My algorithm could tell my eyes were wandering. Which is how on a monotone Tuesday night during an abysmal ride to the Lower East Side on the F Train from Brooklyn, a targeted advertisement for a company titled “Breakaway Movement” meandered its way onto my Instagram.
“A training platform designed + created for elevated entrepreneurs who are ready to dive in and learn how to run their own successful online business,” reads the Instagram bio.
“Online business…” I thought to myself.
“Alright, I’ll bite,” which then lead me to the next phase of exploration.
I wanted to know how these people were making money. And Breakaway Movement did not make it easy to find its business model on its website. But when I finally did unearth it, I was shocked to find they were selling…water filters?
As if it couldn’t get any more incredulous, these babies were being sold for up to nearly 5 grand a pop. $5,000?! For a water filter?!
This is when the monetization plan started to illustrate itself in front of me. Breakaway Movement is essentially just the name of the ‘community’ that partakes in selling these machines for the Japanese company Enagic. Enagic describes their company mission as “to transform the tap water in your home into pure healthy electrolyzed-reduced and hydrogen-rich drinking water.”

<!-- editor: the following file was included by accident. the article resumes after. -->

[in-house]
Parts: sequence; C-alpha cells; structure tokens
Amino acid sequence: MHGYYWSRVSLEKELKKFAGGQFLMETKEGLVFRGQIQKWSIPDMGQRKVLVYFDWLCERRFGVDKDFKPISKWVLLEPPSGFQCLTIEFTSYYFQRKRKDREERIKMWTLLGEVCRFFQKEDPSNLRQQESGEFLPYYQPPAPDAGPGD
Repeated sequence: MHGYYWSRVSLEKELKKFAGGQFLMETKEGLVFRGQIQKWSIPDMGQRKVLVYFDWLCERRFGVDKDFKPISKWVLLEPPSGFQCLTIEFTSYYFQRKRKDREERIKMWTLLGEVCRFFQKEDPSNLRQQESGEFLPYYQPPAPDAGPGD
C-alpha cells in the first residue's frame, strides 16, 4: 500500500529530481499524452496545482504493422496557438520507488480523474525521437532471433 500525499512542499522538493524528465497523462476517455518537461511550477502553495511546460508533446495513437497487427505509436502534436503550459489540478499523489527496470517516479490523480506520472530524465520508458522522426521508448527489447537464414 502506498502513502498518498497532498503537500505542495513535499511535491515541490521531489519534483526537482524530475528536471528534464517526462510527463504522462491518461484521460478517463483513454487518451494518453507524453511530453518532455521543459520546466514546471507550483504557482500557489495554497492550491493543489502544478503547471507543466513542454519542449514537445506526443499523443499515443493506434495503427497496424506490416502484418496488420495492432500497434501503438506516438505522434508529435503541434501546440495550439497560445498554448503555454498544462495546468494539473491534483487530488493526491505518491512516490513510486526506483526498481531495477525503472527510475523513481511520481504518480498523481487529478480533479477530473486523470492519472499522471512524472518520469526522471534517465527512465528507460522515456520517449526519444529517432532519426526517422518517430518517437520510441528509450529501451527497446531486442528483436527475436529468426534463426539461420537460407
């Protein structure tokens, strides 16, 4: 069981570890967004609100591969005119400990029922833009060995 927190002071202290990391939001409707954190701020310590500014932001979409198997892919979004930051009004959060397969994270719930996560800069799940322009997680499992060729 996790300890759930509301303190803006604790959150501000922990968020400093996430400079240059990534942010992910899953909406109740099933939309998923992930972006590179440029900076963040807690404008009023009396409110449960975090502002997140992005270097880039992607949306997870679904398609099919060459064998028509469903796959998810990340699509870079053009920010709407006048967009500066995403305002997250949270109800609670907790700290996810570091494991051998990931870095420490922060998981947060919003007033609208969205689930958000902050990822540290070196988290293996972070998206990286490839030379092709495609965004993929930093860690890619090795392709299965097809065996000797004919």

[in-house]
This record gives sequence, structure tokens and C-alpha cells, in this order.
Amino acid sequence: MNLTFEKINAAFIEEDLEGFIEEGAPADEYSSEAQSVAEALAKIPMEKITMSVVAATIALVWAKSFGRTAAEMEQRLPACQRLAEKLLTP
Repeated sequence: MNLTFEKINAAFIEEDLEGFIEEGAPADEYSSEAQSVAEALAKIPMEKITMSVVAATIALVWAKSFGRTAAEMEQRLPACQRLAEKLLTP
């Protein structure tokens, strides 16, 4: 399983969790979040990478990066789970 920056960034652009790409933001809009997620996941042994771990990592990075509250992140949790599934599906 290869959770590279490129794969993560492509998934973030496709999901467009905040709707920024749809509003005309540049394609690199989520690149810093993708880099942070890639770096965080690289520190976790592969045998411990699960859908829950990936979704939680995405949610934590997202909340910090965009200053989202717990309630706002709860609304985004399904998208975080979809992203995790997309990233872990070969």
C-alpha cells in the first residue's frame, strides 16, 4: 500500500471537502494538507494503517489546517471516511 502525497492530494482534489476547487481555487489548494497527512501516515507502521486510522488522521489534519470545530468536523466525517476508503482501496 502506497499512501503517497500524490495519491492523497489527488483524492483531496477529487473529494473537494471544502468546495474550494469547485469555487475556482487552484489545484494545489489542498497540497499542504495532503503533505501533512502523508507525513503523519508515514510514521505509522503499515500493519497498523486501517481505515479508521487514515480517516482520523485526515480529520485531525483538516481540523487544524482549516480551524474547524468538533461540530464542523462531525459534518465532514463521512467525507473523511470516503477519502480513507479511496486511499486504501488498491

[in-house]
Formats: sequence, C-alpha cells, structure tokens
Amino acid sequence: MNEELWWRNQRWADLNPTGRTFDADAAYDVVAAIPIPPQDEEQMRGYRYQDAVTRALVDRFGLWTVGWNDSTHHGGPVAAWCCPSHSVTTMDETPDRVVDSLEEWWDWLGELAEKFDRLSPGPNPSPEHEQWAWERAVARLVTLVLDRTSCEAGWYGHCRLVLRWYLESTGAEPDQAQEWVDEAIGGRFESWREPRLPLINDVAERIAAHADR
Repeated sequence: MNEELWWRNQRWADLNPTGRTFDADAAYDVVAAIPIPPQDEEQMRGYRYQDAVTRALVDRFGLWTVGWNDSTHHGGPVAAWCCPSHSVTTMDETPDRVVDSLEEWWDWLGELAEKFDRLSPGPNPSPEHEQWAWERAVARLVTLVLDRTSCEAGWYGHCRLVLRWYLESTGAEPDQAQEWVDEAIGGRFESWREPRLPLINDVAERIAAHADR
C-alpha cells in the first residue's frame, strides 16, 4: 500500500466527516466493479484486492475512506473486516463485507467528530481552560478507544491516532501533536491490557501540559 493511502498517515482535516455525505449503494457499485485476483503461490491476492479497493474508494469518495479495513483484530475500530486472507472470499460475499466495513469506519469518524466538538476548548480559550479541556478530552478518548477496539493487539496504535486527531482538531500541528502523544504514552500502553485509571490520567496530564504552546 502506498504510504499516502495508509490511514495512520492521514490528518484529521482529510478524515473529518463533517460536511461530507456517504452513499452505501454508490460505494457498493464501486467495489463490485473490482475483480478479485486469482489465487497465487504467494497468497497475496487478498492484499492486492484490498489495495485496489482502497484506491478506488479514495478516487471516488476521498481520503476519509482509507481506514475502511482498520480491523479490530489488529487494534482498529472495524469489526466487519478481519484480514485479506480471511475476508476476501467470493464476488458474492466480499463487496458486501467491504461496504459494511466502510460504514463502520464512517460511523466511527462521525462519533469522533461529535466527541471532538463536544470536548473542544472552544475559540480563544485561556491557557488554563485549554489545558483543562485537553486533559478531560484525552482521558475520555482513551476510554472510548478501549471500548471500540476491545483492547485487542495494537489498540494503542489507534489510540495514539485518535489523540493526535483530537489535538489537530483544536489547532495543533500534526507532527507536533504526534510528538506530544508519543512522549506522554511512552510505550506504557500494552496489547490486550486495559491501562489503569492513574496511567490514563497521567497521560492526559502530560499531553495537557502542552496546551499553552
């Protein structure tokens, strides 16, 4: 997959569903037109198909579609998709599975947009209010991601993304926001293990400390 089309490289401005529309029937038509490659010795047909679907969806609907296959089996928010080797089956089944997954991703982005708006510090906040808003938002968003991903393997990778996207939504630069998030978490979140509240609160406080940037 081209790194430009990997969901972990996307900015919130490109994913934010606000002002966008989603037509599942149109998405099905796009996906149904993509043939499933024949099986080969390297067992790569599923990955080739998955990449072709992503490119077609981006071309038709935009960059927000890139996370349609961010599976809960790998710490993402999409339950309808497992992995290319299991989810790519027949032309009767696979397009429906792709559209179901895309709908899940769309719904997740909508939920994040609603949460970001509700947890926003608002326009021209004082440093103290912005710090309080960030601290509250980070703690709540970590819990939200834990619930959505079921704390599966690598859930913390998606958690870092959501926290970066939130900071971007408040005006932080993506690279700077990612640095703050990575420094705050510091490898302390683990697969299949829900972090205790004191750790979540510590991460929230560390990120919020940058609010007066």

Now, if you’re as mystified and enthralled by words such ‘electrolyzed’ and ‘hydrogen-rich’ as I initially was, join the club. However, within just a few further Google searches, you can quickly surmise that the bombastic rhetoric is all part of the marketing plan.
While it’s almost plausible to believe that tap water can be “ionized” to include the ultimate healthy nutrients to provide an ideal and self-optimized self, the science, unfortunately, lets us and our alkaline water dreams down.
There is no scientific evidence that ionized alkaline water is needed to balance our “acidic body.” To begin with, there is no such thing as an acidic body, and our body already maintains its balance by remaining alkaline with a pH of blood between 7–7.4.
Once we’re able to look past this liquid malarkey, we can take a closer look as to what Breakaway Movement actually is. Deceivingly selling itself as a ‘mentorship platform’ where they sell courses to get people pumped up about recruiting others into their cult, it actually represents something much larger. It is essentially a hyper-embellished and embossed beast of the polished Instagram culture, a scheme with a brilliant team of digital marketers giving the MLM an Oscar-worthy modernized makeover.
Seriously, I give props to the people behind this ingenious idea. Because, honestly, it took me quite a bit of digging to find what the catch was here. The package they sell is nearly too good to be true. Who doesn’t want to be like Breakaway Movement Founder Amelia Wheelan and recreate her dreamy Instagram board riddled with açai smoothie bowls, surfboards, and her rolling around in the sand in the beaches of (enter new remote tropical destination here)?